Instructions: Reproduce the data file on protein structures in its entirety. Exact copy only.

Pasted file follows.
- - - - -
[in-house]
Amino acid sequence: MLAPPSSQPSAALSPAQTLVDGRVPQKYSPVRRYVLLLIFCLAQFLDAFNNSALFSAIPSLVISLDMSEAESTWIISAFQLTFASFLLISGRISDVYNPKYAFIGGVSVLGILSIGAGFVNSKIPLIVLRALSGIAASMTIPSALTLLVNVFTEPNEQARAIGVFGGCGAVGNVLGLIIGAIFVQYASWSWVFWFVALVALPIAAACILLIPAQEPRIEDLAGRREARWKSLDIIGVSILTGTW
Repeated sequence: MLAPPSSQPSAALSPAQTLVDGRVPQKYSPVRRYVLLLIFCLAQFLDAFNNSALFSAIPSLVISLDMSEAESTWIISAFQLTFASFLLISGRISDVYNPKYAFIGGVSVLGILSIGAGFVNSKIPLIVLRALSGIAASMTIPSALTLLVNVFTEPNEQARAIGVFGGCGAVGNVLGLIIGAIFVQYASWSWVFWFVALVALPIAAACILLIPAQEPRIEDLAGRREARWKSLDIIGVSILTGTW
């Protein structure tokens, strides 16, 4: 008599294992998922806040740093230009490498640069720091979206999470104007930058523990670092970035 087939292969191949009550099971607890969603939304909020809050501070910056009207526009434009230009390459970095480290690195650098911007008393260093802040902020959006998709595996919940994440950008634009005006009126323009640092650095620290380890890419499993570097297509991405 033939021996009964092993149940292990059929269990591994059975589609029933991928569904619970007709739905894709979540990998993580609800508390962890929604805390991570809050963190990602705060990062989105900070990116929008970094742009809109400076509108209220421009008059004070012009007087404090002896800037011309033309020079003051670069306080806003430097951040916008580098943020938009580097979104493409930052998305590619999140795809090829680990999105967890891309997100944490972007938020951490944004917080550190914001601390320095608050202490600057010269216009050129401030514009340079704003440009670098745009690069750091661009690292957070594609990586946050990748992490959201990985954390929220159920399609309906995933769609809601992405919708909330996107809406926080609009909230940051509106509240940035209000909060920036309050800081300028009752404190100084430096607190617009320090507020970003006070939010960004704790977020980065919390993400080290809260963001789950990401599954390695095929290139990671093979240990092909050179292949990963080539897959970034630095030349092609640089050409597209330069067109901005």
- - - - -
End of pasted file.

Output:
[in-house]
Amino acid sequence: MLAPPSSQPSAALSPAQTLVDGRVPQKYSPVRRYVLLLIFCLAQFLDAFNNSALFSAIPSLVISLDMSEAESTWIISAFQLTFASFLLISGRISDVYNPKYAFIGGVSVLGILSIGAGFVNSKIPLIVLRALSGIAASMTIPSALTLLVNVFTEPNEQARAIGVFGGCGAVGNVLGLIIGAIFVQYASWSWVFWFVALVALPIAAACILLIPAQEPRIEDLAGRREARWKSLDIIGVSILTGTW
Repeated sequence: MLAPPSSQPSAALSPAQTLVDGRVPQKYSPVRRYVLLLIFCLAQFLDAFNNSALFSAIPSLVISLDMSEAESTWIISAFQLTFASFLLISGRISDVYNPKYAFIGGVSVLGILSIGAGFVNSKIPLIVLRALSGIAASMTIPSALTLLVNVFTEPNEQARAIGVFGGCGAVGNVLGLIIGAIFVQYASWSWVFWFVALVALPIAAACILLIPAQEPRIEDLAGRREARWKSLDIIGVSILTGTW
């Protein structure tokens, strides 16, 4: 008599294992998922806040740093230009490498640069720091979206999470104007930058523990670092970035 087939292969191949009550099971607890969603939304909020809050501070910056009207526009434009230009390459970095480290690195650098911007008393260093802040902020959006998709595996919940994440950008634009005006009126323009640092650095620290380890890419499993570097297509991405 033939021996009964092993149940292990059929269990591994059975589609029933991928569904619970007709739905894709979540990998993580609800508390962890929604805390991570809050963190990602705060990062989105900070990116929008970094742009809109400076509108209220421009008059004070012009007087404090002896800037011309033309020079003051670069306080806003430097951040916008580098943020938009580097979104493409930052998305590619999140795809090829680990999105967890891309997100944490972007938020951490944004917080550190914001601390320095608050202490600057010269216009050129401030514009340079704003440009670098745009690069750091661009690292957070594609990586946050990748992490959201990985954390929220159920399609309906995933769609809601992405919708909330996107809406926080609009909230940051509106509240940035209000909060920036309050800081300028009752404190100084430096607190617009320090507020970003006070939010960004704790977020980065919390993400080290809260963001789950990401599954390695095929290139990671093979240990092909050179292949990963080539897959970034630095030349092609640089050409597209330069067109901005």